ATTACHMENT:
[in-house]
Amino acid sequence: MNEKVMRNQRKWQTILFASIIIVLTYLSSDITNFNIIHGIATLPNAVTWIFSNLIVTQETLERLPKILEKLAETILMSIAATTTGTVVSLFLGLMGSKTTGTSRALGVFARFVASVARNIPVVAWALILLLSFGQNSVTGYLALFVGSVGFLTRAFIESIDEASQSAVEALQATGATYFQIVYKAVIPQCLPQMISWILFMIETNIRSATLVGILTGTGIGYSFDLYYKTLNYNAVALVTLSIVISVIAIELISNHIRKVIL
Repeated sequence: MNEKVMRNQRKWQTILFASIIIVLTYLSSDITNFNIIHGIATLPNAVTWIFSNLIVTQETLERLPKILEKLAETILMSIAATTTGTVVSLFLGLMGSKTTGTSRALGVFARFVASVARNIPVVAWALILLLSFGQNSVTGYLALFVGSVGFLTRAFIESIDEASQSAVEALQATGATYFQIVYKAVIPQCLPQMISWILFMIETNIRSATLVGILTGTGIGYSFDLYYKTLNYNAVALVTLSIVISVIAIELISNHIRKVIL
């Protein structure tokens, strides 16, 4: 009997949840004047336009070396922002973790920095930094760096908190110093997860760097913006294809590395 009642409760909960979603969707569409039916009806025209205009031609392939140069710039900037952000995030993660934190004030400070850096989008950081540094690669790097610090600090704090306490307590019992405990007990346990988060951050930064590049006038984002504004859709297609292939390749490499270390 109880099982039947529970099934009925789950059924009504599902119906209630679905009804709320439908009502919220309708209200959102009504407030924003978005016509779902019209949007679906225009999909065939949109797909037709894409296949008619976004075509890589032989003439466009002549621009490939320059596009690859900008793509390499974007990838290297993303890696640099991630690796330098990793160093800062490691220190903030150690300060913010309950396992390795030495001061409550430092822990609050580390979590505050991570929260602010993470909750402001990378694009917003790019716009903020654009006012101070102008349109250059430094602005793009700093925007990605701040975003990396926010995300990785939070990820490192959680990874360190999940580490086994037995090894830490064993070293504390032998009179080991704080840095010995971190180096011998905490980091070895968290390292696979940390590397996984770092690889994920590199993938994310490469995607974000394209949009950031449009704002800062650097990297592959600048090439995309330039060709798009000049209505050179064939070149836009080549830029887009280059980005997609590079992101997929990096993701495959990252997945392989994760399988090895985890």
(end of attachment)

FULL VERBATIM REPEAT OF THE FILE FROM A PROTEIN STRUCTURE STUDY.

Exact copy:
[in-house]
Amino acid sequence: MNEKVMRNQRKWQTILFASIIIVLTYLSSDITNFNIIHGIATLPNAVTWIFSNLIVTQETLERLPKILEKLAETILMSIAATTTGTVVSLFLGLMGSKTTGTSRALGVFARFVASVARNIPVVAWALILLLSFGQNSVTGYLALFVGSVGFLTRAFIESIDEASQSAVEALQATGATYFQIVYKAVIPQCLPQMISWILFMIETNIRSATLVGILTGTGIGYSFDLYYKTLNYNAVALVTLSIVISVIAIELISNHIRKVIL
Repeated sequence: MNEKVMRNQRKWQTILFASIIIVLTYLSSDITNFNIIHGIATLPNAVTWIFSNLIVTQETLERLPKILEKLAETILMSIAATTTGTVVSLFLGLMGSKTTGTSRALGVFARFVASVARNIPVVAWALILLLSFGQNSVTGYLALFVGSVGFLTRAFIESIDEASQSAVEALQATGATYFQIVYKAVIPQCLPQMISWILFMIETNIRSATLVGILTGTGIGYSFDLYYKTLNYNAVALVTLSIVISVIAIELISNHIRKVIL
């Protein structure tokens, strides 16, 4: 009997949840004047336009070396922002973790920095930094760096908190110093997860760097913006294809590395 009642409760909960979603969707569409039916009806025209205009031609392939140069710039900037952000995030993660934190004030400070850096989008950081540094690669790097610090600090704090306490307590019992405990007990346990988060951050930064590049006038984002504004859709297609292939390749490499270390 109880099982039947529970099934009925789950059924009504599902119906209630679905009804709320439908009502919220309708209200959102009504407030924003978005016509779902019209949007679906225009999909065939949109797909037709894409296949008619976004075509890589032989003439466009002549621009490939320059596009690859900008793509390499974007990838290297993303890696640099991630690796330098990793160093800062490691220190903030150690300060913010309950396992390795030495001061409550430092822990609050580390979590505050991570929260602010993470909750402001990378694009917003790019716009903020654009006012101070102008349109250059430094602005793009700093925007990605701040975003990396926010995300990785939070990820490192959680990874360190999940580490086994037995090894830490064993070293504390032998009179080991704080840095010995971190180096011998905490980091070895968290390292696979940390590397996984770092690889994920590199993938994310490469995607974000394209949009950031449009704002800062650097990297592959600048090439995309330039060709798009000049209505050179064939070149836009080549830029887009280059980005997609590079992101997929990096993701495959990252997945392989994760399988090895985890």